A mob of angry ethnic Serbs threw firebombs and set fire to a security post on Kosovo's northern border with Serbia, hours after Kosovar special police withdrew from the area.
There were no immediate reports of injuries in the incident, which took place at the Jarinje border crossing.
Kosovar Prime Minister Hashim Thaci accused official Belgrade in connection with the attack. He said "a criminalized group, led by leaders of Serb parallel structures and motivated by the authorities in Belgrade, has attacked Border Checkpoint No. 1 in the north."
Serbian President Boris Tadic swiftly issued a statement demanding the immediate end to the use of violence at the Jarinje checkpoint, and called on ethnic Serbian citizens in Kosovo to remain calm.
"I sharply condemn the violence," Tadic said. "Extremists and hooligans, with their violent moves work against interests of citizens and the state of Serbia and thus join the extremists on the Albanian side, who by unilateral acts and violence want to end the peaceful process of dialogue between Pristina and Belgrade."
KFOR, NATO's Kosovo force, issued a statement saying that there were also confirmed reports of shots fired at KFOR personnel in the vicinity of the Jarinje border post.
KFOR said it was reinforcing security there "in order to prevent further escalation of the situation."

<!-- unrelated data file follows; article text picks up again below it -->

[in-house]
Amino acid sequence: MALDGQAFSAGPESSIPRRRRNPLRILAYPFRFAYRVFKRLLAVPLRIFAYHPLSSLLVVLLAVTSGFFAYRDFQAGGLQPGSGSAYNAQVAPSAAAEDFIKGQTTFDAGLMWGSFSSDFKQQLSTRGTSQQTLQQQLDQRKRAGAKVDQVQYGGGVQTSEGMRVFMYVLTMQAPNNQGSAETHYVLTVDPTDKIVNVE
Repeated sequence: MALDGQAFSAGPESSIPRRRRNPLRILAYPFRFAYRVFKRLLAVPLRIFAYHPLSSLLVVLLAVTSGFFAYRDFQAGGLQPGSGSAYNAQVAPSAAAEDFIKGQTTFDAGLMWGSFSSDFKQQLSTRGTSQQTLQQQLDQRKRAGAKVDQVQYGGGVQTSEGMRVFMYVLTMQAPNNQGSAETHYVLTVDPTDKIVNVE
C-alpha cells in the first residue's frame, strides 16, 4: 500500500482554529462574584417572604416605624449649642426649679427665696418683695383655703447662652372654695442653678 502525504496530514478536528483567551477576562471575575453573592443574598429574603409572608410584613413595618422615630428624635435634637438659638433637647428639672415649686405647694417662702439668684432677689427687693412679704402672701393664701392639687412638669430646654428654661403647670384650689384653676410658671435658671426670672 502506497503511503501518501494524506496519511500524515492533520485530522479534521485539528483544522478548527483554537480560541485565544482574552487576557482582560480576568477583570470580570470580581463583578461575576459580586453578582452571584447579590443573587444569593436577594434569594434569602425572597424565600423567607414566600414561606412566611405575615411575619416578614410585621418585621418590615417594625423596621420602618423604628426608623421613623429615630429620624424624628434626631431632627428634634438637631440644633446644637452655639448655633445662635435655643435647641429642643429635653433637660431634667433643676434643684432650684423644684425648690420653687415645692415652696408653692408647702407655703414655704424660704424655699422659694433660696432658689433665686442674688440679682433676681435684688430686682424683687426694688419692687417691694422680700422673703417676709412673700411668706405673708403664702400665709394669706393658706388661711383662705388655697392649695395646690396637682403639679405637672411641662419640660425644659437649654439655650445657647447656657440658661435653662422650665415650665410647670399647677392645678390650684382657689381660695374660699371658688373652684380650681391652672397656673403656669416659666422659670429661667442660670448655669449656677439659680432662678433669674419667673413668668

The attack comes as Kosovar police said an operation to take control of two disputed border posts
in the Serb-run north had ended.
Police spokesman Brahim Sadriu said earlier that control over the border crossings in the Serb-dominated northern part of Kosovo was handed over to border police and customs officers.
The move by special police forces on the night of July 25-26 met with resistance from local Serbs and resulted in the death of one police officer.
The European Union and the United States criticized Kosovo's ethnic Albanian majority leadership for not coordinating their action with the international community.
The order to take control of the border crossings on July 25 came after Kosovo last week imposed a ban on goods from Serbia, in response to Serbia refusing to lift a similar ban it imposed on goods from Kosovo after Kosovo declared independence in 2008.
Serbia rejects Kosovo's independence, saying the territory is still part of Serbia.
Earlier, Serbia's Tadic
described the Kosovar actions as "unacceptable," but said Serbia would not attempt to use force to resolve the matter.
with reporting by RFE/RL's Kosovo subunit and news agencies